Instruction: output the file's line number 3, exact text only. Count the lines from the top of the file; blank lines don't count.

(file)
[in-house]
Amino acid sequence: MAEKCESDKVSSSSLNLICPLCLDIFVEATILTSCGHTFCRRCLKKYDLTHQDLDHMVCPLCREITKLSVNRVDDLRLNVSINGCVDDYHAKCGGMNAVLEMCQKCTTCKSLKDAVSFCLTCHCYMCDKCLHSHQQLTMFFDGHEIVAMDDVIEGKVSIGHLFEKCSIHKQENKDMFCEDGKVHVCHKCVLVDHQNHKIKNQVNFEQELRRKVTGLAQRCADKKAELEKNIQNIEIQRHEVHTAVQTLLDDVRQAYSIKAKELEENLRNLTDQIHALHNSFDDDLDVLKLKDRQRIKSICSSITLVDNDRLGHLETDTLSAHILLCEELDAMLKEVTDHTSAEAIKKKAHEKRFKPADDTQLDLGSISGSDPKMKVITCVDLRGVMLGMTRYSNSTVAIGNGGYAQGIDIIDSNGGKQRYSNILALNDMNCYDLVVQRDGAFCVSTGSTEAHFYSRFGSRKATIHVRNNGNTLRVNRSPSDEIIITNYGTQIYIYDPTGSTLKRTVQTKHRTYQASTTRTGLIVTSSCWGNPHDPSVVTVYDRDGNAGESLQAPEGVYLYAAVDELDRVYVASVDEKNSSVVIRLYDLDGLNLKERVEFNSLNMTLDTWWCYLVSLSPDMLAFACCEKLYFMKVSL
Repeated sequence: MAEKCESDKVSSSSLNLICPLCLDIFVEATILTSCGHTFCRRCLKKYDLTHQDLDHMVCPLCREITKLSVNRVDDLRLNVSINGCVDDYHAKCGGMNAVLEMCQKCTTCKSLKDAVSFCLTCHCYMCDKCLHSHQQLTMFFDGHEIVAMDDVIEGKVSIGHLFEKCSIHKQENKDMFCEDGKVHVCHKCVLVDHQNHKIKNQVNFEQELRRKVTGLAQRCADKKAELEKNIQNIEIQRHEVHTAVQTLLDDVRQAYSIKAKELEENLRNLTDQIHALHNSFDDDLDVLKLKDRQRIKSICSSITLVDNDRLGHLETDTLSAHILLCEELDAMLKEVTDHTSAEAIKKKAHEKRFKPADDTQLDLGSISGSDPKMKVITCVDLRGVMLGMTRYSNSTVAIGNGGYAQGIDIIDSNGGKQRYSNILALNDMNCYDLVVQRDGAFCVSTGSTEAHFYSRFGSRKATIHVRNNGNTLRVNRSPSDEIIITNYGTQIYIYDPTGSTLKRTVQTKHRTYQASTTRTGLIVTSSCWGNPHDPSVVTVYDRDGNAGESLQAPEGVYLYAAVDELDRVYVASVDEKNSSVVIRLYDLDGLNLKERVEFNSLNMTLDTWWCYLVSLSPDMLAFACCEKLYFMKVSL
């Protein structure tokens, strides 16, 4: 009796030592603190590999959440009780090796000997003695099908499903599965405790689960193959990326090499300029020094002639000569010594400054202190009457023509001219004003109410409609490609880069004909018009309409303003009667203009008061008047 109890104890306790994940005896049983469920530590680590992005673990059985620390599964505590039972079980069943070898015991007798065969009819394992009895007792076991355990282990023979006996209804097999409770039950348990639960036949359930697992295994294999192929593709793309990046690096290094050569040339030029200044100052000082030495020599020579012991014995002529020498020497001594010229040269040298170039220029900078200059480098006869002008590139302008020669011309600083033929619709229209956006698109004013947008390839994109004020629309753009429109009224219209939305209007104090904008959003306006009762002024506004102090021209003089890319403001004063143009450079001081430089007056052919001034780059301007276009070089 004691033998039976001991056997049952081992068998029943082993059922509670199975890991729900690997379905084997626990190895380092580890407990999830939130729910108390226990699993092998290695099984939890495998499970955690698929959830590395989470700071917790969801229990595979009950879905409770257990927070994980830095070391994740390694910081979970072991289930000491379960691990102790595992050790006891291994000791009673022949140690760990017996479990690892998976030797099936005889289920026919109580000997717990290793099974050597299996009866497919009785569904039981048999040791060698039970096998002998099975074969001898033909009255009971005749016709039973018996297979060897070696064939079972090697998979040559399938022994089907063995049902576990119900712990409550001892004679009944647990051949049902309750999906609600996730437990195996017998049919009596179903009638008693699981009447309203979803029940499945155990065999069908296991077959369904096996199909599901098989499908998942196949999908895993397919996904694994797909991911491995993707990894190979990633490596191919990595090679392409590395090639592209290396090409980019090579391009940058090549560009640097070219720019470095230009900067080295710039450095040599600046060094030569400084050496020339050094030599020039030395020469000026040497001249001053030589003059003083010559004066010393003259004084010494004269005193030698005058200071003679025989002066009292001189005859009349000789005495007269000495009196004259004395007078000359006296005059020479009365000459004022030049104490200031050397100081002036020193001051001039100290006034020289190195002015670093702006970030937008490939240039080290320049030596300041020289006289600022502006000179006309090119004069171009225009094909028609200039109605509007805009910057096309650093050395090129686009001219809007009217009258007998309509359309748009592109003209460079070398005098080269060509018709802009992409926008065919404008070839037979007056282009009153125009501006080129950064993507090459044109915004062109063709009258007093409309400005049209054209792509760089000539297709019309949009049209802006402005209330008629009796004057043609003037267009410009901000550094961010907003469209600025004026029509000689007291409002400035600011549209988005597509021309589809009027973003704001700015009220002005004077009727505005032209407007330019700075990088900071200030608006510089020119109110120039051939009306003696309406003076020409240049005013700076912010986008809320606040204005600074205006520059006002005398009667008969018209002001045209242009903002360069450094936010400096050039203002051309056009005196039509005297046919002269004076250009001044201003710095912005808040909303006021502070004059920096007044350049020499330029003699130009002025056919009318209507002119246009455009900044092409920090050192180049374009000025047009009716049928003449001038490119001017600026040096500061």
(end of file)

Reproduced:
Repeated sequence: MAEKCESDKVSSSSLNLICPLCLDIFVEATILTSCGHTFCRRCLKKYDLTHQDLDHMVCPLCREITKLSVNRVDDLRLNVSINGCVDDYHAKCGGMNAVLEMCQKCTTCKSLKDAVSFCLTCHCYMCDKCLHSHQQLTMFFDGHEIVAMDDVIEGKVSIGHLFEKCSIHKQENKDMFCEDGKVHVCHKCVLVDHQNHKIKNQVNFEQELRRKVTGLAQRCADKKAELEKNIQNIEIQRHEVHTAVQTLLDDVRQAYSIKAKELEENLRNLTDQIHALHNSFDDDLDVLKLKDRQRIKSICSSITLVDNDRLGHLETDTLSAHILLCEELDAMLKEVTDHTSAEAIKKKAHEKRFKPADDTQLDLGSISGSDPKMKVITCVDLRGVMLGMTRYSNSTVAIGNGGYAQGIDIIDSNGGKQRYSNILALNDMNCYDLVVQRDGAFCVSTGSTEAHFYSRFGSRKATIHVRNNGNTLRVNRSPSDEIIITNYGTQIYIYDPTGSTLKRTVQTKHRTYQASTTRTGLIVTSSCWGNPHDPSVVTVYDRDGNAGESLQAPEGVYLYAAVDELDRVYVASVDEKNSSVVIRLYDLDGLNLKERVEFNSLNMTLDTWWCYLVSLSPDMLAFACCEKLYFMKVSL